Even when you have mastered effective communications techniques – attentive listening and getting your message across – you may still not be a consummate communicator.

All people and all communication situations are unique. And so the selection and use of your set of communications tools are dependent on, and will vary with, every situation. Recognizing these situations, and choosing your strategies wisely, and executing well, makes for polished communications. This is the Art of Tact and Diplomacy.

Tact and diplomacy are methods used to aid effective communication, especially during negotiation and when attempting to be persuasive or assertive.

Developing effective tact and diplomacy skills requires practice and good judgment. Using these skills is not limited to formal communications such as in the workplace: they are also important when developing and maintaining friendships, romantic relationships and relationships in the family. Your family may be more willing to forgive you than your professional colleagues but they deserve just as much respect.

In the previous Parts we gave three broad pre-requisites to practicing the Art of Tact and Diplomacy in cultivating effective relationships and getting what you need from them: Emotional Intelligence; Attentive Listening; Getting Your Message Across.
In addition to these three communications pre-requisites, practicing the art of tact and diplomacy relies on common sense, good judgment, being polite and courteous, respecting other people’s view-points and cultural differences. And recognizing that these factors vary from situation to situation.

Knowing what is the most appropriate communication technique/behaviour to adopt in any given situation can be problematic; this is due to the unpredictable nature of communication and of human relations generally. (But I bet you already knew that!)

Two ‘Non-strategies:

1. Don’t communicate!

There may be times when the best thing to do is to keep your mouth shut but in general interpersonal communication is not optional.

We may, at times, think we can avoid conflict by trying not to communicate; but not communicating is not possible. In fact the harder we try not to communicate, the more we do! In our silence we are communicating something: perhaps that we are shy, perhaps that we are angry or sulking, perhaps that we are too busy. Ignoring somebody is nevertheless communicating with them; we may not tell them we are ignoring them but through non-verbal communication we make that apparent.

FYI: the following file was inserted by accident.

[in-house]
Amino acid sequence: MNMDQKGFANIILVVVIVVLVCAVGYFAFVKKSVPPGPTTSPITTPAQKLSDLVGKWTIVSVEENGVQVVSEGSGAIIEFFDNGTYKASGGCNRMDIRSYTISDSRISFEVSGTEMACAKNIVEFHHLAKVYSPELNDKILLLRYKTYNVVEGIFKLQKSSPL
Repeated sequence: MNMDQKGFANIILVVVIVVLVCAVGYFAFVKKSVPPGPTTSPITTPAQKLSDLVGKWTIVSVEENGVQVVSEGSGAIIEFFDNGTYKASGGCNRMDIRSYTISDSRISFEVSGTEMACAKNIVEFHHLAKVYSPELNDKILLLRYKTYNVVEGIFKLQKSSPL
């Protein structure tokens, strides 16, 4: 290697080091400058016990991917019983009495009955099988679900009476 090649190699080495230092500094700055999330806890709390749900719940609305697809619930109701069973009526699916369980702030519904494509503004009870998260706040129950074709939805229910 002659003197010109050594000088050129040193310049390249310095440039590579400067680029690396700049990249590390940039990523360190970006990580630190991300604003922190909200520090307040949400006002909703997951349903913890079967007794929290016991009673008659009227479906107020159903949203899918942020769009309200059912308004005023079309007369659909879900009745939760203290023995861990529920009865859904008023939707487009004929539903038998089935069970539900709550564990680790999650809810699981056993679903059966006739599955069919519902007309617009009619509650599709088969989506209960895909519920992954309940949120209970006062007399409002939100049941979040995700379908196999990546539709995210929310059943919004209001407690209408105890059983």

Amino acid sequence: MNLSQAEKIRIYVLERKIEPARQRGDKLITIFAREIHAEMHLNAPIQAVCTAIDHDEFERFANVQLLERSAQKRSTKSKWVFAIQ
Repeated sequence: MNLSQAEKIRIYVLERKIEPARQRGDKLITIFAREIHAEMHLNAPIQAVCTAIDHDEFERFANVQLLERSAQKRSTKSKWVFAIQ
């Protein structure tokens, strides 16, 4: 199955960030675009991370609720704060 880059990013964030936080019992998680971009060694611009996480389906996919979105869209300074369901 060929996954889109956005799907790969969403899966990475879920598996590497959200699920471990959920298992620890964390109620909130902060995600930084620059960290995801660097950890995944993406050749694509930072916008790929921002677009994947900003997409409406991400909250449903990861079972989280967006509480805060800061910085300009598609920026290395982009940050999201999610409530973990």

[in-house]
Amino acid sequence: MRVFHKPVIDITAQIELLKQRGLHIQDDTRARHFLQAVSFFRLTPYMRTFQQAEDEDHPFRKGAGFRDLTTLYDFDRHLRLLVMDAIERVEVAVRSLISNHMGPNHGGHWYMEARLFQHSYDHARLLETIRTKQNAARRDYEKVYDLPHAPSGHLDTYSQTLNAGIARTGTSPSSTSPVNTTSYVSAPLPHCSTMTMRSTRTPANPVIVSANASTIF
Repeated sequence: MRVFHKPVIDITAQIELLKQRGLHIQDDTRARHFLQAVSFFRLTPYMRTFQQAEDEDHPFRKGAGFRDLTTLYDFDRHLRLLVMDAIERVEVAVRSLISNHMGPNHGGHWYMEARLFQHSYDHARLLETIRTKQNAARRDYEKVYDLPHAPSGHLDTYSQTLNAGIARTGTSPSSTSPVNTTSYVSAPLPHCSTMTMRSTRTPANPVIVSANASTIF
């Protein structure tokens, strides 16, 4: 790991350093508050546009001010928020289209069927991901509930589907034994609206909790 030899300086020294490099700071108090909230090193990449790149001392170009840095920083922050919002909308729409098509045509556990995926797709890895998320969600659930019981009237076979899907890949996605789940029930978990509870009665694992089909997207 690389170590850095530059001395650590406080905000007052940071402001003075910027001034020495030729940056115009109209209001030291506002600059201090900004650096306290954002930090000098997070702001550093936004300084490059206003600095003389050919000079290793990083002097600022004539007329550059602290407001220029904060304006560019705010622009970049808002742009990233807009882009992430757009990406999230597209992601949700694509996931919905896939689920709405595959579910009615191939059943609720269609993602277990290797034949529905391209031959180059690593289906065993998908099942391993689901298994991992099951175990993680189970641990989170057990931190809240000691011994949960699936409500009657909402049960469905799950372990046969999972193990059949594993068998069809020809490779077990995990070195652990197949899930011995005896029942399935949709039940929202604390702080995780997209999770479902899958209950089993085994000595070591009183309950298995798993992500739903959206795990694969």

We communicate far more, and far more honestly, with non-verbal communication than we do with words. Our body posture and position, eye-contact (or lack of it), the smallest and most subtle of mannerisms, all are ways of communicating with others. Furthermore we are constantly being communicated to – we pick up signals from others and interpret them in certain ways. Whether or not we understand is based on how skilled we are at interpreting other’s interpersonal communication, and telegraphing our understanding. We cannot avoid communicating. (Okay, there may be some questions your wife asks that should not be answered, except with extreme tact. Maybe that is lying. More on this in a later Part.)

2. Speak first, Apologize after

Once it’s Out, it’s Out.

The process of Interpersonal Communication is irreversible – and it can take a mere fraction of a second to let something slip. You can wish you hadn’t said something and you can apologize for something you regret you said – but you can’t take it back. If you cross the line of social acceptability, or step on toes, or blurt out something stupid, most times you can beg forgiveness and it will be forgiven – once. But if you use this strategy multiple times others’ patience runs thin; eventually you will have to find solutions you’re your social clumsiness. It is worse if you adopt this strategy deliberately. Being tactless and blunt – and apologizing afterwards – is a failed strategy used only by bullies.

If you are interested in exploring these ideas further AFS Consulting has a program for you delivered in one-on-one coaching modality: Mastering the Art of Tact and Diplomacy. Check it out here: https://afsconsulting.ca/executive-coaching/communicating-with-tact-diplomacy/